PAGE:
Sunday dawned clear and sunny, if not exactly warm. Time to get some air. We set out to walk on the beach, but the tide was out, so we went to a village we have loved since first setting foot in this area, Regneville-sur-Mer. There used to be a deepwater harbour, but over the centuries the sea has receded. After the Norman Conquest, the Bishop of Coutances used the port to go backwards and forwards each month to Britain to oversee the Domesday survey. He couldn’t do that now.
The village is a bit tumbled down, but starting to come up again, with new houses in the back lanes, and huge efforts by the Commune to tidy it up. The top of the church steeple was a casualty of the US and British bombing in June 1944, and they have left the flat top as a memorial.
A nearby bridge, le Pont de la Roque, was the target of unsuccessful bombing raids by Flying Fortresses for some time, in order to cut the supply route towards the D-Day beaches in 1944. Eventually, one night, a couple of RAF Mosquitoes were sent in at low level, and the result was an immediate success. The bridge has also been left as a memorial. When we first came to France traffic crossed the Sienne (NOT Seine) on a Bailey bridge, but there’s been a ‘proper’ bridge alongside the ruin for a long time now.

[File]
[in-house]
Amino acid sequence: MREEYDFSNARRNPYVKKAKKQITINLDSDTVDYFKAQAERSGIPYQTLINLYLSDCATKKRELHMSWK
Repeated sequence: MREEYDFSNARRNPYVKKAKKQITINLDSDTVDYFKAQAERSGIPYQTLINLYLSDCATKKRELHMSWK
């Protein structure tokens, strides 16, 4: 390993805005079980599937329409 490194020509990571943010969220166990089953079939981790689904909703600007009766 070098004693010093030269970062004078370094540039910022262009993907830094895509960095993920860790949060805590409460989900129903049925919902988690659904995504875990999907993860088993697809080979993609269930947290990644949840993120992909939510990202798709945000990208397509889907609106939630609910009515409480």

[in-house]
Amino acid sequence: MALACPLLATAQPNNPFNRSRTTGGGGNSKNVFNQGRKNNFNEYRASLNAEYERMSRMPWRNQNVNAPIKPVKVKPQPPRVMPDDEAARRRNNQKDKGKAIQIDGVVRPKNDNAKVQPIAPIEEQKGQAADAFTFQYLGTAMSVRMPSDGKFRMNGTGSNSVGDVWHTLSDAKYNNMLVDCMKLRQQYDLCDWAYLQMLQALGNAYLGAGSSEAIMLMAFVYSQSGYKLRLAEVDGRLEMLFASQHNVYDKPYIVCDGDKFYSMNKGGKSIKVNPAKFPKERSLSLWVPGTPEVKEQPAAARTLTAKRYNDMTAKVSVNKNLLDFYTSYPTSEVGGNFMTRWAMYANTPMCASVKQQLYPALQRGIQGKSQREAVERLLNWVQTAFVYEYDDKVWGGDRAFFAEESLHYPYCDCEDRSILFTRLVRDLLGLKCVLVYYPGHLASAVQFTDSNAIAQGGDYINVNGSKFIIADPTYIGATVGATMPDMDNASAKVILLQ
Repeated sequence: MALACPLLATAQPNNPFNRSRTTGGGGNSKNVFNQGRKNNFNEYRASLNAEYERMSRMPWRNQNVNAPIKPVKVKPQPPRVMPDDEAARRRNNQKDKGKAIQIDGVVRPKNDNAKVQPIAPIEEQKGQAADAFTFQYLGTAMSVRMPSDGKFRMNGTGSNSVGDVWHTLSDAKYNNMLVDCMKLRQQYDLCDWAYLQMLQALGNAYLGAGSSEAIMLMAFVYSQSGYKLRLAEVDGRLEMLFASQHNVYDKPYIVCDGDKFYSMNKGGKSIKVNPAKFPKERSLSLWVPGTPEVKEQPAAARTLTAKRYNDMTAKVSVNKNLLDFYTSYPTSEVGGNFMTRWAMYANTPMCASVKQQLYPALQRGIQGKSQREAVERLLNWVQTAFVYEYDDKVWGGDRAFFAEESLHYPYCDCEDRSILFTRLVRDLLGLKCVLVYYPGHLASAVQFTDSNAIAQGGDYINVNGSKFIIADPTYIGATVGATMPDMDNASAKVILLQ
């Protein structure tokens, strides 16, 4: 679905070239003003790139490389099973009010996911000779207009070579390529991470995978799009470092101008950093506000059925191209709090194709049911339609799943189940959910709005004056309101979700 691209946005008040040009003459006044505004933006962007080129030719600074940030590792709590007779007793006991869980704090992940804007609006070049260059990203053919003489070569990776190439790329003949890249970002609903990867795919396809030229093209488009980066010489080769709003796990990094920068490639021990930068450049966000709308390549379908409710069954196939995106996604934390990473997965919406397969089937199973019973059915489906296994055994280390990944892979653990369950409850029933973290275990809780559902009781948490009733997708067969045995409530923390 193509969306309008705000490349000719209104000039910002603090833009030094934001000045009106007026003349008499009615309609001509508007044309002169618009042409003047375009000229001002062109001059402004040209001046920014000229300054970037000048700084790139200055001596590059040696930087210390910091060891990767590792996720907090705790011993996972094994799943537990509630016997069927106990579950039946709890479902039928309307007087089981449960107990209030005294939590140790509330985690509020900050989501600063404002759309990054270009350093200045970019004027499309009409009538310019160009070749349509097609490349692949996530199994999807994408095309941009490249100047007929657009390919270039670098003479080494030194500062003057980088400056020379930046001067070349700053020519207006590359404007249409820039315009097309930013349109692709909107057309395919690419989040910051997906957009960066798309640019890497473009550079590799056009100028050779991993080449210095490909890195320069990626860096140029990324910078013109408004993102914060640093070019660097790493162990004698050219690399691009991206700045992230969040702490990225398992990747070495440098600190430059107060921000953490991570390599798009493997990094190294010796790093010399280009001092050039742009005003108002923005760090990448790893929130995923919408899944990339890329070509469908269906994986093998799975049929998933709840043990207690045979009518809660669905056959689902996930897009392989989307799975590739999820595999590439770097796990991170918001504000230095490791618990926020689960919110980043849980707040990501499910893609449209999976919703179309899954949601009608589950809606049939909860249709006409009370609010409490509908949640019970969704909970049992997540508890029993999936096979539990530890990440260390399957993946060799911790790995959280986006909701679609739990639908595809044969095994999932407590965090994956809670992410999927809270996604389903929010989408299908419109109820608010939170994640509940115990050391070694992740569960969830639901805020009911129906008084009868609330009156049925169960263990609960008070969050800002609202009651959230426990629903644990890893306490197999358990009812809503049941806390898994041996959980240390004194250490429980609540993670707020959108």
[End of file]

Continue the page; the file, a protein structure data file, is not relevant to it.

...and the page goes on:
Pont de la Roque
A delightful meandering walk took us past the remains of the castle, partially demolished during the Hundred Years War and the nearby Four à Chaux de Rey – a huge limekiln, where demonstrations and exhibitions are put on in the Summer.
How did they hang that gate – we’d never seen a built-in stone hinge before.
There are some very quirky houses, particularly with those typical French mansard roofs, and a house I have always longed to see inside: we expect to see Monsieur Hulot emerge and do battle with the gates. (too vivid an imagination!)
We walked the length of the harbour, by which time the tide was even further out – this coast has one of the highest rise and fall of tides in Europe.
Superb blue sky charmed us all the way, and we were reluctant to leave, but hungry wurgles reminded us of lunchtime, and we drove home full of environment. We had surely picked the right time to go – it is now wet and gloomy again.